Cuba’s Catholic roots aren’t that deep


Pope Francis’ visit to Cuba showcases the island’s Roman Catholic recovery after half a century of communism.

But that narrative is misleading. In reality, Catholicism wasn’t all that vibrant in Cuba before communism.

You might not have believed that if you watched South Florida’s Cuban Catholics last week hold their annual procession for Cuba’s patron saint. Men in straw peasant sombreros carried a statue of the Virgin Mary known as Our Lady of Charity through Bank United Center in Coral Gables — a prelude to Monday, when Francis will pray at Our Lady of Charity’s actual shrine near Santiago, in southeast Cuba.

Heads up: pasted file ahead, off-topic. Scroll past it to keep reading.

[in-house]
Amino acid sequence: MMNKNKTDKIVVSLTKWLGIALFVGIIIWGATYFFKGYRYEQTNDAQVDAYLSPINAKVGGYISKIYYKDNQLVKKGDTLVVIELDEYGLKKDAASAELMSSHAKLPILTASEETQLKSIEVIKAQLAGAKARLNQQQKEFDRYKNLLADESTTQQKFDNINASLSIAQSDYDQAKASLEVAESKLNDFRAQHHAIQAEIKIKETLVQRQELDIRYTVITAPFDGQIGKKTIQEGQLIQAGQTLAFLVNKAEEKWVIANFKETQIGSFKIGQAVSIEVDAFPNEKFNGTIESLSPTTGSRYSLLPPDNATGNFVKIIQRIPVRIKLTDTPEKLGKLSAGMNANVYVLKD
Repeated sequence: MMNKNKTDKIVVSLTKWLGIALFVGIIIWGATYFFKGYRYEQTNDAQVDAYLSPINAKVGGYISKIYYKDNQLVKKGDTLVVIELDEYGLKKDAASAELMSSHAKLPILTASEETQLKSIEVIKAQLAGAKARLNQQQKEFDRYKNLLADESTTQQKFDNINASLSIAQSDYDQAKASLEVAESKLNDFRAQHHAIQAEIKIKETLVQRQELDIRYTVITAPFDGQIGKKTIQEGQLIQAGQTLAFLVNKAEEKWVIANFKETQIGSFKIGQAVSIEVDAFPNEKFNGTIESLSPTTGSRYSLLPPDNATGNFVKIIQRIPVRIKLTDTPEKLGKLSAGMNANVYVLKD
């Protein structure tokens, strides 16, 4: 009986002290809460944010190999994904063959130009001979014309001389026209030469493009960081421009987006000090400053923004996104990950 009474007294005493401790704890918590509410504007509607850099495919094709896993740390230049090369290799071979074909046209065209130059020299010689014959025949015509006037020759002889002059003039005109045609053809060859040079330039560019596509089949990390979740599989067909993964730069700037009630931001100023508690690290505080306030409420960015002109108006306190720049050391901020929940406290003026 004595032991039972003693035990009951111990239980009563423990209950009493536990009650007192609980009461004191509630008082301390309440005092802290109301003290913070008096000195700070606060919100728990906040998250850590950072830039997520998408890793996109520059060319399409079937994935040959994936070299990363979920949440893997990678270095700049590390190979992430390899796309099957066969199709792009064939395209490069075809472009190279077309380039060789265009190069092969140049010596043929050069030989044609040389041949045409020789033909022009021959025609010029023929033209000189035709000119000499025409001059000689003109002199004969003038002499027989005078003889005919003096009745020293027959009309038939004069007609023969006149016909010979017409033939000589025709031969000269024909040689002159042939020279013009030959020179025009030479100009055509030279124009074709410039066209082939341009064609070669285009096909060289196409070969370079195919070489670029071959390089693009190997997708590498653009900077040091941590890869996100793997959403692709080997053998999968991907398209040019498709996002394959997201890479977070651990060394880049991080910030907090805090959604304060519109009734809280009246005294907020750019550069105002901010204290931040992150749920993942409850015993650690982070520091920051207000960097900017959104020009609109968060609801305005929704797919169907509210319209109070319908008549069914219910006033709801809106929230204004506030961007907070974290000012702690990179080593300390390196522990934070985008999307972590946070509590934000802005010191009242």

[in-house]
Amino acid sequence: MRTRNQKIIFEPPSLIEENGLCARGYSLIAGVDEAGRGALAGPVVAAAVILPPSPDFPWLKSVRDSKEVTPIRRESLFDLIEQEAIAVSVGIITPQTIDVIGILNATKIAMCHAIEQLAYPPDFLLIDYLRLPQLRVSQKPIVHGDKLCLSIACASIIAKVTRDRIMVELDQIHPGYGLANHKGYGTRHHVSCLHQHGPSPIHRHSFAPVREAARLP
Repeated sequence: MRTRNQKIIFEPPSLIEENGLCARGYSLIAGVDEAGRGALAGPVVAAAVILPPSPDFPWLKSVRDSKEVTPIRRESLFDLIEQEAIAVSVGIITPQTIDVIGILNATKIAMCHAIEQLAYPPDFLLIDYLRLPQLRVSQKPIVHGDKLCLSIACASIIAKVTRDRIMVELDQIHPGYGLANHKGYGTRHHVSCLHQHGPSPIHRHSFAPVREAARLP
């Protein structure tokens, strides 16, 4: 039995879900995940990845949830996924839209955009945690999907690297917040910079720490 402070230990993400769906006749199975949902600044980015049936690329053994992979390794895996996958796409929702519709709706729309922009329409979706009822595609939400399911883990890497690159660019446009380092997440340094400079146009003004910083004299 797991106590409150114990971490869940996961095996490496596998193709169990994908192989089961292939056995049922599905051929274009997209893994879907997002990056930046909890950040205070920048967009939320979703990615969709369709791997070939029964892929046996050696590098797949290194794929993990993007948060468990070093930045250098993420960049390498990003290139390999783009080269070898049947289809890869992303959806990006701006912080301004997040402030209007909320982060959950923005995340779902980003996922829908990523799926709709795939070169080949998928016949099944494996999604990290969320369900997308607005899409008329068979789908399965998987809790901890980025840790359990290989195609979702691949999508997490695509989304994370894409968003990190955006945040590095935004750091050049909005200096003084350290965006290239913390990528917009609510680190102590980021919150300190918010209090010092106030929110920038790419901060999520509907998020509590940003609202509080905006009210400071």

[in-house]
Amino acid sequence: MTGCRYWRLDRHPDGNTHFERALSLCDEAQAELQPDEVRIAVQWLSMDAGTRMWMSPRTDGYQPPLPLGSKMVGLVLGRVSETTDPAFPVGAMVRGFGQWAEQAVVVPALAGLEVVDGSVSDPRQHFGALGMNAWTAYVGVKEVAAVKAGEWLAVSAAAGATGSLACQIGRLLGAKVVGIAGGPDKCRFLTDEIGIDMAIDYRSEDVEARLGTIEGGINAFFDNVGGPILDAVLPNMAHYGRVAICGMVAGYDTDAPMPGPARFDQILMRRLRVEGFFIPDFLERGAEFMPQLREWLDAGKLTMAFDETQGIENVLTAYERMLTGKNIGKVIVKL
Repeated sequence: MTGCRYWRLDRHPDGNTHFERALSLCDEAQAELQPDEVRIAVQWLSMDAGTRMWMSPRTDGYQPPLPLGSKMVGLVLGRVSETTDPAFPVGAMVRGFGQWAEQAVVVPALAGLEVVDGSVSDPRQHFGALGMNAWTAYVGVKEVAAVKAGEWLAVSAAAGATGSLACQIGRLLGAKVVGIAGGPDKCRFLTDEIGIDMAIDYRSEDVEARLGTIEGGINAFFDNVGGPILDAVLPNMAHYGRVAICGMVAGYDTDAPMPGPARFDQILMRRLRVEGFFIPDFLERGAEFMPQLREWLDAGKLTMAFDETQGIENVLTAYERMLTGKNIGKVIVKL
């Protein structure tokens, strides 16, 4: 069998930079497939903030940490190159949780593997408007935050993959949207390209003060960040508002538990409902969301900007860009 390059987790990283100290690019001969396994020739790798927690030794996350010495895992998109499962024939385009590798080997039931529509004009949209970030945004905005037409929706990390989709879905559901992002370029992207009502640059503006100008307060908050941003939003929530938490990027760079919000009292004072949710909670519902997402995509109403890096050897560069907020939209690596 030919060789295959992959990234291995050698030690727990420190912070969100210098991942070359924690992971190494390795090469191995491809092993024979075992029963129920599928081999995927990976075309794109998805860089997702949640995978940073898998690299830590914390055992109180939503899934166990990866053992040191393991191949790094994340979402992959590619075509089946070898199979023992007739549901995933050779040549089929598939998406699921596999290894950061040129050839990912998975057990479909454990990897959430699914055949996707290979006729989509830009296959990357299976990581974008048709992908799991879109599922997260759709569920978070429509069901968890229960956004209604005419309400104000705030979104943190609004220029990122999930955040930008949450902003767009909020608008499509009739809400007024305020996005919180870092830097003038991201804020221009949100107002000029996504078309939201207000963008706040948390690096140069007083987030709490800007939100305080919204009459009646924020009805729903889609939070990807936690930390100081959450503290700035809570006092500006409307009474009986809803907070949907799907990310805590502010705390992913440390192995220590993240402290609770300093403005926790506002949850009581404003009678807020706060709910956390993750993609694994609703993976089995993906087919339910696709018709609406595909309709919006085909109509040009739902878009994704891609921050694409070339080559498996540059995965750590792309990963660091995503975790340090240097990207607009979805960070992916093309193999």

La Virgen de la Caridad, as she’s called in Spanish, is supposed to symbolize the island’s Catholic roots — which Fidel Castro and his communist revolution tore out in the 1960s. Castro declared Cuba an atheist state in 1961, shutting down Catholic schools and exiling hundreds of priests.

Cubans like 32-year-old Carlos Hernández heard that political dogma growing up. “In school,” Hernández recalls, “they described the church like an enemy of the human race.”

Tim Padgett is WLRN’s Americas editor. To read the rest of this column, click here.